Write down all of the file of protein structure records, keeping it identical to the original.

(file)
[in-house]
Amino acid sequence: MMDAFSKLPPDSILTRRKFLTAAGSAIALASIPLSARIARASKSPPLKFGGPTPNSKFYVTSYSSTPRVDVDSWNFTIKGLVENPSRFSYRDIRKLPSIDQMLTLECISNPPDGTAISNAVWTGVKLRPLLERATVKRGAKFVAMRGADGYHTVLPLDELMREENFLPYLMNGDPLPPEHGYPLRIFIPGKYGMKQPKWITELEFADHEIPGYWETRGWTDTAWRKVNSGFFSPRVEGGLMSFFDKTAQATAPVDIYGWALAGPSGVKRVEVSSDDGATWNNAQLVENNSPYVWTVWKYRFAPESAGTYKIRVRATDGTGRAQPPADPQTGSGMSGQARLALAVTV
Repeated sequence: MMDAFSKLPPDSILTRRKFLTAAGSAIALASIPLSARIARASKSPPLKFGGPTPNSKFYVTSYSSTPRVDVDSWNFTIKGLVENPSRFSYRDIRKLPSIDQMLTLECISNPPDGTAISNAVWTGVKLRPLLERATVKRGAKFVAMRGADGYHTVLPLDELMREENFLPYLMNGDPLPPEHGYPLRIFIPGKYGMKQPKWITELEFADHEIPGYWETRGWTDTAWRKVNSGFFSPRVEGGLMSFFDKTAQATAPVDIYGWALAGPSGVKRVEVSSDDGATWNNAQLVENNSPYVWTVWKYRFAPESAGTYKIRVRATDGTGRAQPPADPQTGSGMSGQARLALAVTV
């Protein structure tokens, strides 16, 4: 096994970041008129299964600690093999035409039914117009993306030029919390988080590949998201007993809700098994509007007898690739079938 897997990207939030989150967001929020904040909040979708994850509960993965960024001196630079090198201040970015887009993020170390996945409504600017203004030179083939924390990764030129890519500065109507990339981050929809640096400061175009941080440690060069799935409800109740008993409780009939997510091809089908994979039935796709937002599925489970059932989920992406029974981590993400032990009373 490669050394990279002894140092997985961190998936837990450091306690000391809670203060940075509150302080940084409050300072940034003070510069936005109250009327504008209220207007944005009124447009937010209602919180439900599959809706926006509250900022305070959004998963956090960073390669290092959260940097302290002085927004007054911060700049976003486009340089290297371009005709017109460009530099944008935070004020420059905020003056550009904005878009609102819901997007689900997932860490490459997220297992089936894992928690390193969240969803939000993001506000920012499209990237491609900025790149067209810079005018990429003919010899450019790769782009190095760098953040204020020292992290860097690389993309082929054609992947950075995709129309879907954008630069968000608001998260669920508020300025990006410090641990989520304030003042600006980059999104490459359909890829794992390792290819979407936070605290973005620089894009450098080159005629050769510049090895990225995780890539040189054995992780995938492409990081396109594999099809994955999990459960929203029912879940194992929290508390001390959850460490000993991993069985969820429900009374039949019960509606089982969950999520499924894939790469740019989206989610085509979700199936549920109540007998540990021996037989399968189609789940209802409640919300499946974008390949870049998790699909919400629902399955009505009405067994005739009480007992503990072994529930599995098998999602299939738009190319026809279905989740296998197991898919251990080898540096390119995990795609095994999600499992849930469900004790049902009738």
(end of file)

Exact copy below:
[in-house]
Amino acid sequence: MMDAFSKLPPDSILTRRKFLTAAGSAIALASIPLSARIARASKSPPLKFGGPTPNSKFYVTSYSSTPRVDVDSWNFTIKGLVENPSRFSYRDIRKLPSIDQMLTLECISNPPDGTAISNAVWTGVKLRPLLERATVKRGAKFVAMRGADGYHTVLPLDELMREENFLPYLMNGDPLPPEHGYPLRIFIPGKYGMKQPKWITELEFADHEIPGYWETRGWTDTAWRKVNSGFFSPRVEGGLMSFFDKTAQATAPVDIYGWALAGPSGVKRVEVSSDDGATWNNAQLVENNSPYVWTVWKYRFAPESAGTYKIRVRATDGTGRAQPPADPQTGSGMSGQARLALAVTV
Repeated sequence: MMDAFSKLPPDSILTRRKFLTAAGSAIALASIPLSARIARASKSPPLKFGGPTPNSKFYVTSYSSTPRVDVDSWNFTIKGLVENPSRFSYRDIRKLPSIDQMLTLECISNPPDGTAISNAVWTGVKLRPLLERATVKRGAKFVAMRGADGYHTVLPLDELMREENFLPYLMNGDPLPPEHGYPLRIFIPGKYGMKQPKWITELEFADHEIPGYWETRGWTDTAWRKVNSGFFSPRVEGGLMSFFDKTAQATAPVDIYGWALAGPSGVKRVEVSSDDGATWNNAQLVENNSPYVWTVWKYRFAPESAGTYKIRVRATDGTGRAQPPADPQTGSGMSGQARLALAVTV
């Protein structure tokens, strides 16, 4: 096994970041008129299964600690093999035409039914117009993306030029919390988080590949998201007993809700098994509007007898690739079938 897997990207939030989150967001929020904040909040979708994850509960993965960024001196630079090198201040970015887009993020170390996945409504600017203004030179083939924390990764030129890519500065109507990339981050929809640096400061175009941080440690060069799935409800109740008993409780009939997510091809089908994979039935796709937002599925489970059932989920992406029974981590993400032990009373 490669050394990279002894140092997985961190998936837990450091306690000391809670203060940075509150302080940084409050300072940034003070510069936005109250009327504008209220207007944005009124447009937010209602919180439900599959809706926006509250900022305070959004998963956090960073390669290092959260940097302290002085927004007054911060700049976003486009340089290297371009005709017109460009530099944008935070004020420059905020003056550009904005878009609102819901997007689900997932860490490459997220297992089936894992928690390193969240969803939000993001506000920012499209990237491609900025790149067209810079005018990429003919010899450019790769782009190095760098953040204020020292992290860097690389993309082929054609992947950075995709129309879907954008630069968000608001998260669920508020300025990006410090641990989520304030003042600006980059999104490459359909890829794992390792290819979407936070605290973005620089894009450098080159005629050769510049090895990225995780890539040189054995992780995938492409990081396109594999099809994955999990459960929203029912879940194992929290508390001390959850460490000993991993069985969820429900009374039949019960509606089982969950999520499924894939790469740019989206989610085509979700199936549920109540007998540990021996037989399968189609789940209802409640919300499946974008390949870049998790699909919400629902399955009505009405067994005739009480007992503990072994529930599995098998999602299939738009190319026809279905989740296998197991898919251990080898540096390119995990795609095994999600499992849930469900004790049902009738």